Panagia tis Nikis (Our Lady of the Victory)

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What may today be seen on the site where the church of Panagia tis Nikis has, since 1856, been estimated to have stood, are some vestiges, forming part of the Jewish Quarter. Eventually a structural feature of the fortification works in this specific area, this site pertained the district defended by the Knights of the Tongue of Italy. The location of the vestiges actually made it easier for specialists to identify what the church has been since, according to tradition, that was the site where the fiercest battle to push back the Ottomans during the 1480 siege of the city, hence the Knightly Order’s resolution to commission the construction of two churches, namely one for the Roman Catholic rite – which was to become Our-Lady-of-the-Victory and one for the Greek Orthodox rite, to honour those who fell in duty. The Greek Orthodox church was to be dedicated to Saint Panteleimon, as the very last day of battle coincided with said saint’s name day.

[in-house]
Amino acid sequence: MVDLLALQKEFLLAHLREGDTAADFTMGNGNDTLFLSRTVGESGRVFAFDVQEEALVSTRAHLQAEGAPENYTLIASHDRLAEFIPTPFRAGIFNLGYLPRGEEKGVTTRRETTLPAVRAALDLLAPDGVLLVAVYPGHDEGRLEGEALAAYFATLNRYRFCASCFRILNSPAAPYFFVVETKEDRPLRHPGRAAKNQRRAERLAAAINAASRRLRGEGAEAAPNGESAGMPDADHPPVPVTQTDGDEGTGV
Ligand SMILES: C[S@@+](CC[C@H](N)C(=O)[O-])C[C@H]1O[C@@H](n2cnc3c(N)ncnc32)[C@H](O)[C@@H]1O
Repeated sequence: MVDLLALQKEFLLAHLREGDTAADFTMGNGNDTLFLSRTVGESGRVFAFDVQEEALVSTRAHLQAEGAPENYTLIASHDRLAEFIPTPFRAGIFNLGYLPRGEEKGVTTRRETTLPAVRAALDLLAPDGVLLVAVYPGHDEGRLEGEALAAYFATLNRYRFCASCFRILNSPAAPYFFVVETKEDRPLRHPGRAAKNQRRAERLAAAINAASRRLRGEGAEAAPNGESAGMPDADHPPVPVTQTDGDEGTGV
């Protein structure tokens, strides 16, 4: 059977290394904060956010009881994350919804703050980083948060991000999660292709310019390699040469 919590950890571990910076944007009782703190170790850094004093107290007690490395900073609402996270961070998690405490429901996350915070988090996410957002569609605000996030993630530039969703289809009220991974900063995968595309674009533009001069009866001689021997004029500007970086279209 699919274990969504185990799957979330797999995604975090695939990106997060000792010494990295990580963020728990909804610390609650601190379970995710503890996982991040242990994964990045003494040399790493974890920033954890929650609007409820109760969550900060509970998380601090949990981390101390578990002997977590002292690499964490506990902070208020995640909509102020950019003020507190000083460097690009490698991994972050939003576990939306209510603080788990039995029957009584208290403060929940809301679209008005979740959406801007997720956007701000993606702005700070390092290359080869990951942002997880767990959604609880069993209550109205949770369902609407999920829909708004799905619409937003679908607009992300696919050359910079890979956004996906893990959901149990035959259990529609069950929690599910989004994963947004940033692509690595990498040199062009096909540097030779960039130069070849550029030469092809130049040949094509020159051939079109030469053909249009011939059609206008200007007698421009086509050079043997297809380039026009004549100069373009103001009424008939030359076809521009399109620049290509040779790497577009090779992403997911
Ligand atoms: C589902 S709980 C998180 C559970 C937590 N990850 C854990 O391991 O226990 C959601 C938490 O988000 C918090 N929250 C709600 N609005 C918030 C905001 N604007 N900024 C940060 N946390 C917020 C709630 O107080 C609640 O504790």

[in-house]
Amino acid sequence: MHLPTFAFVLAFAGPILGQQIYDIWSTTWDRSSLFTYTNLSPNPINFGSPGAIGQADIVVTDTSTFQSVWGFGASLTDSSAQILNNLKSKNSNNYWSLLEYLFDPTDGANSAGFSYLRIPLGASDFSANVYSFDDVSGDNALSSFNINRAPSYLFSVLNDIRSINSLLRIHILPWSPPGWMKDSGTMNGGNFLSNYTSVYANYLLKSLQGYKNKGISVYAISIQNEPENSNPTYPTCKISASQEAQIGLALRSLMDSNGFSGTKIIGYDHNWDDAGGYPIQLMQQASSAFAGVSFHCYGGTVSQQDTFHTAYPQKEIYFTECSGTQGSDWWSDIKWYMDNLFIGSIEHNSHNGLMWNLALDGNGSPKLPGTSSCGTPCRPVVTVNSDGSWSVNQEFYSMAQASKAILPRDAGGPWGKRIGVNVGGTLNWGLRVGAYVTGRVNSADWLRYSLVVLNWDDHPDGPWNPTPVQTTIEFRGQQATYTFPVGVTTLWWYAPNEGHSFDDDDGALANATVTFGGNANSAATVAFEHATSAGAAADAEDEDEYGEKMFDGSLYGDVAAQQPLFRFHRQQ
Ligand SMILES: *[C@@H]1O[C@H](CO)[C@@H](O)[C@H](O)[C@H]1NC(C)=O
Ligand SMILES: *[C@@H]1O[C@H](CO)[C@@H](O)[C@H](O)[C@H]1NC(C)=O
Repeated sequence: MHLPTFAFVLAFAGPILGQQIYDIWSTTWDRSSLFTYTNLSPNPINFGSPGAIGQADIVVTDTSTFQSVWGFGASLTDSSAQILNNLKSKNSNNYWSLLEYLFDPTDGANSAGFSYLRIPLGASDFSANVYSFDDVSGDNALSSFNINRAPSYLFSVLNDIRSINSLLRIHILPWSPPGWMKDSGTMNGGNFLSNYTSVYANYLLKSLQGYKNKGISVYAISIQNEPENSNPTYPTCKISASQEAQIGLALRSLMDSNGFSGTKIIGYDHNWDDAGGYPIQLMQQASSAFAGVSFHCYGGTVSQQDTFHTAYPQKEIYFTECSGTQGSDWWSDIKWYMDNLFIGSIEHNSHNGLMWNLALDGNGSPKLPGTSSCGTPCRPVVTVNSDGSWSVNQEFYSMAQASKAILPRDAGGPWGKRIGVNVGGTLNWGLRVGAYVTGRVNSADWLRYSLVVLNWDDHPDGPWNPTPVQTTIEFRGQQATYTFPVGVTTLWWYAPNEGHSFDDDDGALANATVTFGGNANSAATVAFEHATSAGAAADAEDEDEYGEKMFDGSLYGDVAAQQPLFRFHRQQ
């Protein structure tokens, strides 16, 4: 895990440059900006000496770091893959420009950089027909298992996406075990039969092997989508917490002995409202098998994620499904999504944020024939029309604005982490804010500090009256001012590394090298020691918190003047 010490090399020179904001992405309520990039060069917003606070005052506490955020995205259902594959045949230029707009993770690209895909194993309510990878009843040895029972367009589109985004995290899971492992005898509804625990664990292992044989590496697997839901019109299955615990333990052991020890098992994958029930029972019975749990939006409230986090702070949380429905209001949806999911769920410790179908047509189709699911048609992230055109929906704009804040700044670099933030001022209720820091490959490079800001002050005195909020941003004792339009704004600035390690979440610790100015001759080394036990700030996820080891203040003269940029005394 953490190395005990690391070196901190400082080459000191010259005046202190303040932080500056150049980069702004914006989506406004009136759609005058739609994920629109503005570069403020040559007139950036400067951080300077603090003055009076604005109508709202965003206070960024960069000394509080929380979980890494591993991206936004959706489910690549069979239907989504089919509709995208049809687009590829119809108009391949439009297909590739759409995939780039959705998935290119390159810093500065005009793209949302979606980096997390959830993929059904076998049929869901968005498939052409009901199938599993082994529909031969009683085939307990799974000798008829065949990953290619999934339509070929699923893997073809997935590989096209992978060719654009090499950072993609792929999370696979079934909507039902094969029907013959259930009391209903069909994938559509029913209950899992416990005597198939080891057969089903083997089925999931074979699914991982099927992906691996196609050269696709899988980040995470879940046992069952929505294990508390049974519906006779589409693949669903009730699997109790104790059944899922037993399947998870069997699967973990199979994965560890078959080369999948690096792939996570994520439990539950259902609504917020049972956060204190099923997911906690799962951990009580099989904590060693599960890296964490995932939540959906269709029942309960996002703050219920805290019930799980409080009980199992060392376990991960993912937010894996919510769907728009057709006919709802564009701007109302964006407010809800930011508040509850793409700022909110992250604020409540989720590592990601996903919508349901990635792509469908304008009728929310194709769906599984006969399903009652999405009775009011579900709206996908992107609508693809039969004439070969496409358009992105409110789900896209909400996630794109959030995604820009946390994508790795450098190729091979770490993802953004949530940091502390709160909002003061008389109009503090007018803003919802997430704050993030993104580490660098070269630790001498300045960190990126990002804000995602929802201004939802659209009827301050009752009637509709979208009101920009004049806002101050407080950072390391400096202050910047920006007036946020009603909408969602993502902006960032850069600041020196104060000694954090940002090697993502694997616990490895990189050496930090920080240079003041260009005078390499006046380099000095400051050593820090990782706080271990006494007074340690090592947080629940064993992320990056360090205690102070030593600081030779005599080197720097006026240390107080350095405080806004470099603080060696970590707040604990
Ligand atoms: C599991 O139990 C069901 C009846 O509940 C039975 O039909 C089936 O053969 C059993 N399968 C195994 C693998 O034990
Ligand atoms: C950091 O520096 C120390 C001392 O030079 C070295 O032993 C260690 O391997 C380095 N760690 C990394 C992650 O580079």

Oddly enough, there are also certain coats of arms, pertaining to Grand Masters of the Order whose mandate had been anterior to that first siege of the Ottomans: for those who estimate this particular church to have been erected at a time prior to the construction of this section of the fortification wall, it is as yet to be concluded with absolute certainty whether the vestiges now seen on this site are indeed what remains of the church of Our-Lady-of-the-Victory, commissioned by the Order of the Knights of St. John, in the aftermath of the 1480 victory.

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Panagia tis Nikis (Our Lady of the Victory)
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